IRS Announces 2017 Standard Mileage Rates for Business, Medical and Moving

Taxpayers should know the 2017 optional standard mileage rates used to calculate the deductible costs of operating an automobile for business, charitable, medical or moving purposes. The standard mileage rate for business is based on an annual study of both fixed and variable costs of operating an automobile. The rate for medical and moving purposes is based solely on the variable costs.

While the 2017 business mileage rate decreased half a cent per mile from 2016, the medical and moving expense rates each dropped 2 cents per mile. Set by statute, the charitable rate remains unchanged. Effective Jan. 1, 2017, the standard mileage rates for the use of a car (also vans, pickups or panel trucks) is:

President Trump’s 2005 Tax Returns – What It Tells Us

President Trump’s 2005 Tax Return – What It Tells Us

Yesterday, Tuesday March 14, 2017, while most of the New England area was buried in snow, MSNBC published President Trump’s 2005 income tax return – or at least the first two pages of it.  What does the return tell us and what does it not?

The Basics – We know he had a positive income in the amount of $152,737,866 and $103,201,242 in tax write-offs.  He paid a total of $38,435,451 in taxes for the year.

Tax Treatment of Business Entities Part 3: Partnership

Startup business owners must consider the legal and tax considerations associated with selecting a particular type of business structure. This is the third part of a series of blogs on the tax treatment of business entities. This blog will address the tax treatment of partnerships.

A partnership is an association of two or more persons who carry on a trade or business. Each partner shares in the profits and losses of the business enterprise, while contributing money, property, labor or skill to its operation.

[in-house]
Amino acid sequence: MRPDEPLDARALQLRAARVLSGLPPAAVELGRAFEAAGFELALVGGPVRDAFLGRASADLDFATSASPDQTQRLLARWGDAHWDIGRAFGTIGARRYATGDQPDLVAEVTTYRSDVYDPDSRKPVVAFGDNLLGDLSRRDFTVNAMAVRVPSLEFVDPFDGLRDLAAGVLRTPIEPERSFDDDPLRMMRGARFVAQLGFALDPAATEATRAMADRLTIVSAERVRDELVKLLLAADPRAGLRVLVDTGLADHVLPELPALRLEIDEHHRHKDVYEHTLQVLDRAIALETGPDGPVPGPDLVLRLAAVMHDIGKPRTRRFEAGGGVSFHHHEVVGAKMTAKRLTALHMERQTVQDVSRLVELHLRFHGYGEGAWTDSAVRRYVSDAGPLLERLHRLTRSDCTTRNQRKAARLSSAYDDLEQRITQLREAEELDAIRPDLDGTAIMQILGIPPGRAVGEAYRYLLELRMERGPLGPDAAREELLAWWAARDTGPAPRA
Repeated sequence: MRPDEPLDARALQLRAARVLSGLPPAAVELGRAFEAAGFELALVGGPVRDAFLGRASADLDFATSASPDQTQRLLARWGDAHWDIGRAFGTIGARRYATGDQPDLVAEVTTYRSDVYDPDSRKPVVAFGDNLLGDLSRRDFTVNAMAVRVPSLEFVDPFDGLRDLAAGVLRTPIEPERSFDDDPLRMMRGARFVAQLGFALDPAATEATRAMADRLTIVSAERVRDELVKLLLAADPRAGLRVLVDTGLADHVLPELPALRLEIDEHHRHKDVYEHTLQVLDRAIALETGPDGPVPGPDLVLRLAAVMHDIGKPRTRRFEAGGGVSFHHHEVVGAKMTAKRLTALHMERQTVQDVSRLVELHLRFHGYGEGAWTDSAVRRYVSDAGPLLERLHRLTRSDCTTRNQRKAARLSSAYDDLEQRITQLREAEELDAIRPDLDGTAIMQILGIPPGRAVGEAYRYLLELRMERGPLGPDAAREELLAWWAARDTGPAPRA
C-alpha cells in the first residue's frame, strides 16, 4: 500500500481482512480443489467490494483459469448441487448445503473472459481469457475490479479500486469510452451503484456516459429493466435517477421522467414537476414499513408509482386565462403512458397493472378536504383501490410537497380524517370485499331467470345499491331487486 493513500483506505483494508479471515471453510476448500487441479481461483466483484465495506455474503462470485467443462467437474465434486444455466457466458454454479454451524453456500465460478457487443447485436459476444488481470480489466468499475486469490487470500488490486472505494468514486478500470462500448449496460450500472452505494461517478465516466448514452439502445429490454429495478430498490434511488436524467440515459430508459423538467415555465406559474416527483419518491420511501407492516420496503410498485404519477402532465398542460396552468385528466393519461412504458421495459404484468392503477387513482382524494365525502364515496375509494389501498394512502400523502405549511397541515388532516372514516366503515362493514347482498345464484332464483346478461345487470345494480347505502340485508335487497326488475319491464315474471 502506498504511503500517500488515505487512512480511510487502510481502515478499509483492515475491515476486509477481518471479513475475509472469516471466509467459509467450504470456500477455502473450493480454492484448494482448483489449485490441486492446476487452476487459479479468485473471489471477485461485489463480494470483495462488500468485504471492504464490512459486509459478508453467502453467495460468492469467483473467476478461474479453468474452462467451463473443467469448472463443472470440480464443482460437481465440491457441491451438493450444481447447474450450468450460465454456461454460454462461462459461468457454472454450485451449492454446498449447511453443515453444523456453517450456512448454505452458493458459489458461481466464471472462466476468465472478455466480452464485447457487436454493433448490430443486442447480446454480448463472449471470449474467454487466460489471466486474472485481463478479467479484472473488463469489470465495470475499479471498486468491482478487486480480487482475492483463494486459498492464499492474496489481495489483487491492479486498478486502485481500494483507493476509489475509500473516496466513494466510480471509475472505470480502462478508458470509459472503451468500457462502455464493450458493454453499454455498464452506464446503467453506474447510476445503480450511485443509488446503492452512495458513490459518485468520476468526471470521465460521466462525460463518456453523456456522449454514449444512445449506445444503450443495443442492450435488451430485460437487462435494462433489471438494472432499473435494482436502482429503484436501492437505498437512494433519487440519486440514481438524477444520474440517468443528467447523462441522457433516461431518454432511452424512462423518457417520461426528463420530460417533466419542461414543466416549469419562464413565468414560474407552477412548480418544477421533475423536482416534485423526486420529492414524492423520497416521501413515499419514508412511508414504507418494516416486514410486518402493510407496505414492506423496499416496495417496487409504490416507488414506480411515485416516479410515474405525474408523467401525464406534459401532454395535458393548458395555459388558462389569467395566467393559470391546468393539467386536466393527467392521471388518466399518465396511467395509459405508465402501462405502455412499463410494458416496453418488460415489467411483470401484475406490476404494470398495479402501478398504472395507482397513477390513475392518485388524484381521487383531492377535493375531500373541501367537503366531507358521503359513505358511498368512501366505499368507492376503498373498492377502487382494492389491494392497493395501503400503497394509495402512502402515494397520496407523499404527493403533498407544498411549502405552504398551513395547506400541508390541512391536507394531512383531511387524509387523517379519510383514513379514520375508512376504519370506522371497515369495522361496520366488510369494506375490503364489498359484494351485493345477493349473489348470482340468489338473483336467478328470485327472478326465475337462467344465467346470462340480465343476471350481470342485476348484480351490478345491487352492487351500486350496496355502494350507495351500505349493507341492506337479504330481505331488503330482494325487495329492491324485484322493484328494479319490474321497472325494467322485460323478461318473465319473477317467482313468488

Tax Treatment of Business Entities Part 2: LLCs

Startup business owners must consider the legal and tax considerations associated with selecting a particular type of business structure. This is the second part of a series of blogs on the tax treatment of business entities. This blog will address the tax treatment of limited liability companies (LLCs). LLCs are used by many business owners because, like corporations, their owners typically have limited personal liability for the debts and activities of the LLC. In contrast, some features of LLCs are similar to a partnership, such as pass-through or flow-through taxation.

Tax Treatment of Business Entities Part 1: Introduction

When starting a business enterprise, one of the most significant and important decisions to make is the choice regarding the legal form to use in operating the business. The alternatives include sole proprietorship, partnership, corporation (C corporation), S corporation, and limited liability company (LLC). Startup business owners must consider the legal and tax considerations associated with selecting a particular type of business structure. This is the first part of a series of blogs on the tax treatment of business entities.